How to set thousands separator in Java? I have String representation of BigDecimal, i want to set thousands separator and return String.

  • are you getting these values from DB? – Dead Programmer Mar 16 '11 at 10:08

10 Answers 10


This should work (untested, based on JavaDoc):

DecimalFormat formatter = (DecimalFormat) NumberFormat.getInstance(Locale.US);
DecimalFormatSymbols symbols = formatter.getDecimalFormatSymbols();

symbols.setGroupingSeparator(' ');

According to the JavaDoc, the cast in the first line should be save for most locales.

  • 16
    Untested comment on this: Javadoc for getDecimalFormatSymbols() says: Returns: a copy of the desired DecimalFormatSymbols. So you should use setDecimalFormatSymbols(theCopy) after altering the copy. – java.is.for.desktop Sep 5 '11 at 22:43
  • 6
    The docs for bd.longValue() say "any fractional part will be discarded". So I don't know if this is the best way to do this if you care about precision – codinguser Jul 17 '12 at 19:29
  • 2
    I guess you could use new and set it back to formatter: DecimalFormatSymbols customSymbol = new DecimalFormatSymbols(); customSymbol.setDecimalSeparator(decimalSeperator.charAt(0)); customSymbol.setGroupingSeparator(thousandSeperator); formatter.setDecimalFormatSymbols(customSymbol); – Lee Yi Hong Aug 5 '14 at 9:50
  • 4
    Why hardcode US? You should never want that! – Roel Dec 3 '14 at 13:01
  • 3
    Why do you call longValue? The question was to set thousands operator for BigDecimal, not long. – FINDarkside Feb 26 '17 at 19:23

You can use format function with ",";

int no = 124750;
String str = String.format("%,d", no);

//str = 124,750

"," includes locale-specific grouping characters.


  • 8
    What If I want to use a . as a separator ? – Enissay Jan 12 '15 at 18:22
  • As I usually use String.format it's the best and easiest for me! – Ali Apr 21 '15 at 12:22
  • 15
    @Enissay Call format() with an explicit locale (Local.US is known to use , as a separator) and then replace , with your custom separator: String.format(Locale.US, "%,d", n).replace(',', '.'). – minipif May 26 '15 at 0:30
  • java.util.IllegalFormatConversionException: %d can't format java.lang.String arguments – Iman Marashi Aug 19 '16 at 11:22
  • 1
    @ImanMarashi Cast it to an int. Or a long. Or a BigInteger. And use f if you want to use double, float or BigDecimal. – Adowrath Sep 5 '16 at 17:50
BigDecimal bd = new BigDecimal(300000);

NumberFormat formatter = NumberFormat.getInstance(new Locale("en_US"));



To get custom grouping separator such as space, do this:

DecimalFormatSymbols symbols = DecimalFormatSymbols.getInstance();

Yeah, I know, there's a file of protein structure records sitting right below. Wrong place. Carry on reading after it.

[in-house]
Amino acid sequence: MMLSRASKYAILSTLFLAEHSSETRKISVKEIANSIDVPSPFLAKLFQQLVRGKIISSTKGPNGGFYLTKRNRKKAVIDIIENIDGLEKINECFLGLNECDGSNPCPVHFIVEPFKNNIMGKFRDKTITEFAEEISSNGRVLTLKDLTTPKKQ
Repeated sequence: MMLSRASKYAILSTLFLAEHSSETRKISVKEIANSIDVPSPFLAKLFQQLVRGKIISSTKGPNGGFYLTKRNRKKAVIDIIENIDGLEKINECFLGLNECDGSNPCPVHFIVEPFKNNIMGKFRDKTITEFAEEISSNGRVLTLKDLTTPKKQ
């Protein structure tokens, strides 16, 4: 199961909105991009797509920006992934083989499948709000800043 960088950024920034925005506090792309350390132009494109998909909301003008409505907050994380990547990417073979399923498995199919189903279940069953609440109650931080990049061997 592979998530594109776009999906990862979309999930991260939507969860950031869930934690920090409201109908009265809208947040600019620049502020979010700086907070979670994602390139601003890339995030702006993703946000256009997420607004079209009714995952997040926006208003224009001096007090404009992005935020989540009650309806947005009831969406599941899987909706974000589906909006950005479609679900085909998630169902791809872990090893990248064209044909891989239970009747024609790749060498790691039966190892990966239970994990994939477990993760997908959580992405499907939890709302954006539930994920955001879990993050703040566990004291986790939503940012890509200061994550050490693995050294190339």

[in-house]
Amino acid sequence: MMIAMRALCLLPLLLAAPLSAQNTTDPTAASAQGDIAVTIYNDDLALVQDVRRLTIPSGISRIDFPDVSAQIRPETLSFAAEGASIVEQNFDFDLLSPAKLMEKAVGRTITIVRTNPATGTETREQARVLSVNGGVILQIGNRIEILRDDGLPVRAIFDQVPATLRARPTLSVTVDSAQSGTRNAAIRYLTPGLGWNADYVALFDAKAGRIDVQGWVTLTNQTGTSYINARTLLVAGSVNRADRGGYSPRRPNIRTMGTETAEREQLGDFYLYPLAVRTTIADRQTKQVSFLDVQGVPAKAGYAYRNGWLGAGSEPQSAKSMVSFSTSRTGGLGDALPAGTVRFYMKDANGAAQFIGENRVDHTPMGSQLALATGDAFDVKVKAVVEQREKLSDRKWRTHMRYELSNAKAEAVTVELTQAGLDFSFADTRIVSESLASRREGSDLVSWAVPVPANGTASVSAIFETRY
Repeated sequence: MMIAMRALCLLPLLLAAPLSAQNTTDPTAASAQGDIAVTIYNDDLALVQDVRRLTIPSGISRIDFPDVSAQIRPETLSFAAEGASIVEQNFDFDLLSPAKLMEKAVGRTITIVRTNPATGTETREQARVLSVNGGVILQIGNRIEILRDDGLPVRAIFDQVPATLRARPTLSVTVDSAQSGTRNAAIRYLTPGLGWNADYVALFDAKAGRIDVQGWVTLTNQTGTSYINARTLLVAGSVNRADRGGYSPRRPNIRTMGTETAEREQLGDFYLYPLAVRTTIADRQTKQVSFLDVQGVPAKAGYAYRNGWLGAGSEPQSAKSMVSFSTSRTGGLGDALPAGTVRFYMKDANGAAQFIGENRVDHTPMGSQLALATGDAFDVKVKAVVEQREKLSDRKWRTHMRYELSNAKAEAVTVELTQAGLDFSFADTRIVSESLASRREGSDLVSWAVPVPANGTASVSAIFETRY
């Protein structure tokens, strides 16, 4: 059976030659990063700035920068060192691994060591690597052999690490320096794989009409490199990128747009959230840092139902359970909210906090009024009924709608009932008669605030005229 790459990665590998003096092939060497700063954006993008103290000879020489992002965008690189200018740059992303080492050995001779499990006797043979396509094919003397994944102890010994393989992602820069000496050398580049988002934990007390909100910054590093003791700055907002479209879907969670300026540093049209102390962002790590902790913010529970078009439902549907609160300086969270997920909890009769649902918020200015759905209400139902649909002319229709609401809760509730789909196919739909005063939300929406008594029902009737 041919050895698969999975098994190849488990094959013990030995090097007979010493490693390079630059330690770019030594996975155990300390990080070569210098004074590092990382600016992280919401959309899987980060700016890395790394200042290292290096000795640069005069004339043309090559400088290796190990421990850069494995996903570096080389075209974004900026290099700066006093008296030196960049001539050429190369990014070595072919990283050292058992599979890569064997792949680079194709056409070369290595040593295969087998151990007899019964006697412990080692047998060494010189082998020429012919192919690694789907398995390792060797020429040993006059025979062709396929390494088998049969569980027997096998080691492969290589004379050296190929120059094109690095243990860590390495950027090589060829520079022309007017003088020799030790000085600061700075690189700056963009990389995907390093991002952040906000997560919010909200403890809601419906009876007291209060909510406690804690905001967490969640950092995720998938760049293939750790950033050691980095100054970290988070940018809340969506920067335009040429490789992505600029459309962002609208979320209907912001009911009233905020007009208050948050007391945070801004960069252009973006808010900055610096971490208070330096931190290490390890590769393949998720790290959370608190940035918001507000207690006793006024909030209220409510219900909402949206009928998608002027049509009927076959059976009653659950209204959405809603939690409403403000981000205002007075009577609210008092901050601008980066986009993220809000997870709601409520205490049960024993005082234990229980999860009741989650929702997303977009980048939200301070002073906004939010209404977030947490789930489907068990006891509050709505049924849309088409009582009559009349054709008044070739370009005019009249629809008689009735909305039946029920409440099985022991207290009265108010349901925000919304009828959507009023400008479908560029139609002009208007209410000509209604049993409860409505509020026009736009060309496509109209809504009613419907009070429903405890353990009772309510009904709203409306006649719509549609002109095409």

symbols.setGroupingSeparator(' ');

DecimalFormat formatter = new DecimalFormat("###,###.##", symbols);
  • i know i need to use DecimalFormatSymbols setGroupingSeparator, but i don't know how to apply it on my BigDecimal – Funtime Mar 16 '11 at 10:07
  • 1
    @Funtime: you don't "apply it on your BigDecimal". You build a NumberFormat object with the desired properties and use that to format your BigDecimal. A BigDecimal only has a specified value, it does not have a specified format. – Joachim Sauer Mar 16 '11 at 10:10
  • 1
    Note that the thousands separator is generally a non breaking space (when it is a space) – cquezel Jul 23 '12 at 19:59
  • Had to change the top line in the 2nd option to DecimalFormatSymbols symbols = new DecimalFormatSymbols(); for this to work. – PaperThick Mar 14 '13 at 14:05
  • NumberFormat supports format BigDecimal direct – ℛɑƒæĿ May 17 '17 at 18:18

try this code to format as used in Brazil:

    DecimalFormat df = new DecimalFormat(
      new DecimalFormatSymbols(new Locale("pt", "BR")));

    BigDecimal value = new BigDecimal(123456.00);


    // results: "123.456,00"
  • 2
    You too try this, in case of JasperReports, forcing the format correct: parameters.put("REPORT_LOCALE", new Locale("pt", "BR")); Send this parameter to report. – dellasavia Jan 27 '15 at 18:40
DecimalFormatSymbols formatSymbols = new DecimalFormatSymbols();
formatSymbols.setGroupingSeparator(' ');

String strange = "#,##0.###";
DecimalFormat df = new DecimalFormat(strange, formatSymbols);

String out = df.format(new BigDecimal(300000).doubleValue());

NumberFormat nf = DecimalFormat.getInstance(myLocale);
DecimalFormatSymbols customSymbol = new DecimalFormatSymbols();
customSymbol.setGroupingSeparator(' ');

The accepted answer has to be really altered otherwise not working. The getDecimalFormatSymbols makes a defensive copy. Thus,

DecimalFormat formatter = (DecimalFormat) NumberFormat.getInstance(Locale.US);
DecimalFormatSymbols symbols = formatter.getDecimalFormatSymbols();

symbols.setGroupingSeparator(' ');

The new line is this one: formatter.setDecimalFormatSymbols(symbols);


For decimals:

DecimalFormatSymbols symbols = new DecimalFormatSymbols();
symbols.setGroupingSeparator(' ');
DecimalFormat dfDecimal = new DecimalFormat("###########0.00###");

As mentioned above, the following link gives you the specific country code to allow Java to localize the number. Every country has its own style.

In the link above you will find the country code which should be placed in here:

...(new Locale(<COUNTRY CODE HERE>));

Switzerland for example formats the numbers as follows:

1000.00 --> 1'000.00

country code

To achieve this, following codes works for me:

NumberFormat nf = NumberFormat.getNumberInstance(new Locale("de","CH"));
DecimalFormat df = (DecimalFormat)nf;

Result is as expected:


If you are using thousand separator for Integer data type use 1.

  1. For integer data Type

String.format("%,d\n", 58625) and output will be 58,625

  1. For Floating Point data Type String.format("%,.2f",58625.21) and output will be 58,625.21

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